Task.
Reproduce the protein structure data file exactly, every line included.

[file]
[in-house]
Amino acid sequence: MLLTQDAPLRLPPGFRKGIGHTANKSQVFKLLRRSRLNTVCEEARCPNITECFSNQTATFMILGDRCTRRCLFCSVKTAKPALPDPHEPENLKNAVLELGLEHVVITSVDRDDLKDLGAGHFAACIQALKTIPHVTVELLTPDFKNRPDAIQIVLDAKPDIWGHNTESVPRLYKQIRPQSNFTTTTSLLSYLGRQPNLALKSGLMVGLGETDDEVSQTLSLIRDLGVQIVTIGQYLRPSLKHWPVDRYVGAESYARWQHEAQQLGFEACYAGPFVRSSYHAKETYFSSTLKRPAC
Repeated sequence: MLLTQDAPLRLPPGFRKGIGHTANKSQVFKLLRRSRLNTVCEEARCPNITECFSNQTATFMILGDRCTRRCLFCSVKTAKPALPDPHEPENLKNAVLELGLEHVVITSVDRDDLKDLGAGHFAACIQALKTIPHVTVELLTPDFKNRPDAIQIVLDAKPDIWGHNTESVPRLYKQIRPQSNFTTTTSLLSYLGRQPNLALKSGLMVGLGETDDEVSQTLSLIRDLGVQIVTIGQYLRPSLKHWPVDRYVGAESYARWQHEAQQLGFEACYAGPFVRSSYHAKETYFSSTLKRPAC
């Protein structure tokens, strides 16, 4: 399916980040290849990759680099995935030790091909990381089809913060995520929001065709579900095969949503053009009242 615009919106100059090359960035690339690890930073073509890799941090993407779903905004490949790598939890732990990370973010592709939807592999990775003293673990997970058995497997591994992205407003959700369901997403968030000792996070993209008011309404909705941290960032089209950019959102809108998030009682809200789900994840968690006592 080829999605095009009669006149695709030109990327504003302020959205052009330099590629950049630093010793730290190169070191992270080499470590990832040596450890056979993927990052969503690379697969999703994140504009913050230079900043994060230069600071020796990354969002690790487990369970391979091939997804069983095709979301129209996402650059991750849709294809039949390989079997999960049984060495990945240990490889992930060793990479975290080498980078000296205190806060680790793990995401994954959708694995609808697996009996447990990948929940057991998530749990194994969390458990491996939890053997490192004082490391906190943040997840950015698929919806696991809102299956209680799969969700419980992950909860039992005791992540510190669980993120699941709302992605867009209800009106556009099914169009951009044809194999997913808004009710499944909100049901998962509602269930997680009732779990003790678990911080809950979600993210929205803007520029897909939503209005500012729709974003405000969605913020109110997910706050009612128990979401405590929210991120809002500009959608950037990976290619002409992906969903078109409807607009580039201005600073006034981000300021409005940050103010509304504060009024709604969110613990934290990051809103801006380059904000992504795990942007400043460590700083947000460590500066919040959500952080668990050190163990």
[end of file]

[in-house]
Amino acid sequence: MLLTQDAPLRLPPGFRKGIGHTANKSQVFKLLRRSRLNTVCEEARCPNITECFSNQTATFMILGDRCTRRCLFCSVKTAKPALPDPHEPENLKNAVLELGLEHVVITSVDRDDLKDLGAGHFAACIQALKTIPHVTVELLTPDFKNRPDAIQIVLDAKPDIWGHNTESVPRLYKQIRPQSNFTTTTSLLSYLGRQPNLALKSGLMVGLGETDDEVSQTLSLIRDLGVQIVTIGQYLRPSLKHWPVDRYVGAESYARWQHEAQQLGFEACYAGPFVRSSYHAKETYFSSTLKRPAC
Repeated sequence: MLLTQDAPLRLPPGFRKGIGHTANKSQVFKLLRRSRLNTVCEEARCPNITECFSNQTATFMILGDRCTRRCLFCSVKTAKPALPDPHEPENLKNAVLELGLEHVVITSVDRDDLKDLGAGHFAACIQALKTIPHVTVELLTPDFKNRPDAIQIVLDAKPDIWGHNTESVPRLYKQIRPQSNFTTTTSLLSYLGRQPNLALKSGLMVGLGETDDEVSQTLSLIRDLGVQIVTIGQYLRPSLKHWPVDRYVGAESYARWQHEAQQLGFEACYAGPFVRSSYHAKETYFSSTLKRPAC
């Protein structure tokens, strides 16, 4: 399916980040290849990759680099995935030790091909990381089809913060995520929001065709579900095969949503053009009242 615009919106100059090359960035690339690890930073073509890799941090993407779903905004490949790598939890732990990370973010592709939807592999990775003293673990997970058995497997591994992205407003959700369901997403968030000792996070993209008011309404909705941290960032089209950019959102809108998030009682809200789900994840968690006592 080829999605095009009669006149695709030109990327504003302020959205052009330099590629950049630093010793730290190169070191992270080499470590990832040596450890056979993927990052969503690379697969999703994140504009913050230079900043994060230069600071020796990354969002690790487990369970391979091939997804069983095709979301129209996402650059991750849709294809039949390989079997999960049984060495990945240990490889992930060793990479975290080498980078000296205190806060680790793990995401994954959708694995609808697996009996447990990948929940057991998530749990194994969390458990491996939890053997490192004082490391906190943040997840950015698929919806696991809102299956209680799969969700419980992950909860039992005791992540510190669980993120699941709302992605867009209800009106556009099914169009951009044809194999997913808004009710499944909100049901998962509602269930997680009732779990003790678990911080809950979600993210929205803007520029897909939503209005500012729709974003405000969605913020109110997910706050009612128990979401405590929210991120809002500009959608950037990976290619002409992906969903078109409807607009580039201005600073006034981000300021409005940050103010509304504060009024709604969110613990934290990051809103801006380059904000992504795990942007400043460590700083947000460590500066919040959500952080668990050190163990």